1999 Trash Cutter Award Program Case Studies
City of Watsonville: Best Construction & Demolition Debris Management Program
In August 1998, the city remodeled a portion of its downtown City Hall. During the "deconstruction phase" valuable materials were saved for reuse in other parts of the city. In addition to reuse during the remodel project, tons of materials were removed from the waste stream and recycled, saving valuable space in the landfill. The city closed the loop by using recycled-content products during the construction stage of the project.
City of Watsonville remodeled a portion of their downtown City Hall. The theme for this project, which was financed from the city's general fund, was "Reducing Waste--Conserving Resources." During the process, valuable materials were saved and reused in other parts of the city. The city closed the recycle loop by using recycled-content products during the final stage of the remodel project.
Before any demolition occurred, project managers found new homes for materials salvaged during the deconstruction process. The carpet in the file room, mail room and two small conference rooms was reclaimed during the deconstruction. Interior doors were saved and reused in a remodel project at the City's airport.
Because source separation for the recovery and recycling of construction materials is a foreign concept to many contractors, close coordination between the project manager, contractors, and solid waste staff played a key role in the success of this remodel project. Training contractors to separate recyclable materials took perseverance on behalf of the solid waste supervisors. Daily visits by both project managers and solid waste supervisors acted as reminders to focus on recycling objectives. Small containers for recyclables were delivered to the work site and strategically placed to provide easier access for crew workers. These containers were labeled with high visible "recycle only" labels that described the acceptable recyclable materials. The efforts of both the contractors and City staff diverted more materials from the landfill than what was actually landfilled during this project.
Although deconstruction is becoming more common during demolition and construction projects, the City of Watsonville went one step further during this project. The specifications for the project called for the use of products manufactured with recycled content. The counter tops were made by Environ Biocomposits, using a material consisting of soybean protein resins and recycled waste newsprint. Not only is this material made out of natural and recycled materials, it is manufactured using a nonchemical nonpulping paper process that does not produce and release harmful dioxins into the environment.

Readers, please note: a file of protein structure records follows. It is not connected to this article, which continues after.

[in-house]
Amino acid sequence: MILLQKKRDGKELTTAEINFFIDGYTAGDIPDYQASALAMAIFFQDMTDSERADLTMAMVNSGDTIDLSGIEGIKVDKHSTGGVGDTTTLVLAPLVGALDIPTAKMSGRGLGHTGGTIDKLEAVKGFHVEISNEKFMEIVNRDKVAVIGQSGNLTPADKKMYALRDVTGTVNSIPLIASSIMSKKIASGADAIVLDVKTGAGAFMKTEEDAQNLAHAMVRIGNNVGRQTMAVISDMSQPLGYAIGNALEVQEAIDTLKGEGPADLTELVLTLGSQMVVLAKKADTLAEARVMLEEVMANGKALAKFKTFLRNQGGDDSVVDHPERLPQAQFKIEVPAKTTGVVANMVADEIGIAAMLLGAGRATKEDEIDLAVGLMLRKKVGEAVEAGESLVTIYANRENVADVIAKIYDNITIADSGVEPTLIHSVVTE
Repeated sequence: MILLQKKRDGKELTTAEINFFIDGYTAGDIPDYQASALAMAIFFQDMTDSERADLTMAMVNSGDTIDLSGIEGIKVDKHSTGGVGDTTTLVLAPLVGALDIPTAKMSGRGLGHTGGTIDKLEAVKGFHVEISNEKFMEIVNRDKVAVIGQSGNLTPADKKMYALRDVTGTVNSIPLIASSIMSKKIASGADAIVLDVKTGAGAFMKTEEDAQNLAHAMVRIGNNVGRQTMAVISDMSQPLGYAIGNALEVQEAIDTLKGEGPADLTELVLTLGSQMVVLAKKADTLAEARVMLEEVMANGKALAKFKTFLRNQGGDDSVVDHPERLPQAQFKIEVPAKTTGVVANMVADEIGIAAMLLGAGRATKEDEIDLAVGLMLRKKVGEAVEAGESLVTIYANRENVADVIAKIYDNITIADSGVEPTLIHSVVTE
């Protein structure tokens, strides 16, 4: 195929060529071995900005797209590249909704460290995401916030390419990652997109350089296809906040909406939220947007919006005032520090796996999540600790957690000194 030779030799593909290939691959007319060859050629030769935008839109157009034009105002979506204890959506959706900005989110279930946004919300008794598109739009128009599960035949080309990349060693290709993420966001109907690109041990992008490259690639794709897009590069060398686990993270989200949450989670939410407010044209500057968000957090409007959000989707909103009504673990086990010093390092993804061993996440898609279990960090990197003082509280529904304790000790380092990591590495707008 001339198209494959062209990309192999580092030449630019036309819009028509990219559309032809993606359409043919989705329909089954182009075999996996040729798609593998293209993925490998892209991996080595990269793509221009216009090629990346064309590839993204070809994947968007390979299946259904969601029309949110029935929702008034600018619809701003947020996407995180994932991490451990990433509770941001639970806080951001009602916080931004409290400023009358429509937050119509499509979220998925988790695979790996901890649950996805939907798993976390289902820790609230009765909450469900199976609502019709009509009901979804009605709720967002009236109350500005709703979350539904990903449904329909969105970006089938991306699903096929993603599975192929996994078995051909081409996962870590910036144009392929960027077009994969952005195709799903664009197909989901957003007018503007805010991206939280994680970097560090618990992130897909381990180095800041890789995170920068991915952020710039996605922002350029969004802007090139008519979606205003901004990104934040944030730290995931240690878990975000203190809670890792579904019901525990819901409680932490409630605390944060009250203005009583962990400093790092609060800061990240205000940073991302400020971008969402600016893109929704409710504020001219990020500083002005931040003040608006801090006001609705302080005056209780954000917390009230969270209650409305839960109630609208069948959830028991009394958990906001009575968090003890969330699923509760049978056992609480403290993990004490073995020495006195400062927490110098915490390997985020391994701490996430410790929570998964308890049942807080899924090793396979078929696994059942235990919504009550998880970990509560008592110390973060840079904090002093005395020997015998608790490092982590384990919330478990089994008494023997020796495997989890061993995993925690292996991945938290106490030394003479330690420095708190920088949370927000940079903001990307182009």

The cabinets installed as part of the remodel were made from recycled mill scraps and fast-growing trees that are farmed. The insulation contains 25 percent recycled glass. The ceiling tiles contain 25 percent recycled paper. The new carpet is made from recycled plastic. The linoleum in the handicap accessible restroom was made from primarily renewable resources rather than petroleum products.
The project was financed from the City of Watsonville's general fund.
Recycling occurred during both the deconstruction and construction process. Steel studs from both the demolition and new construction were separated out to be recycled. In addition, a two-ton metal vault door and hundreds of feet of aluminum conduit were separated and recycled. Aluminum window frames were separated from the glass and recycled. The metal collected during the deconstruction, demolition and construction was transported by City trucks to a local recovery facility. Throughout the construction phase, several tons of cardboard boxes were separated, broken down, and recycled
Local Assistance & Market Development: LAMD@calrecycle.ca.gov (916) 341-6199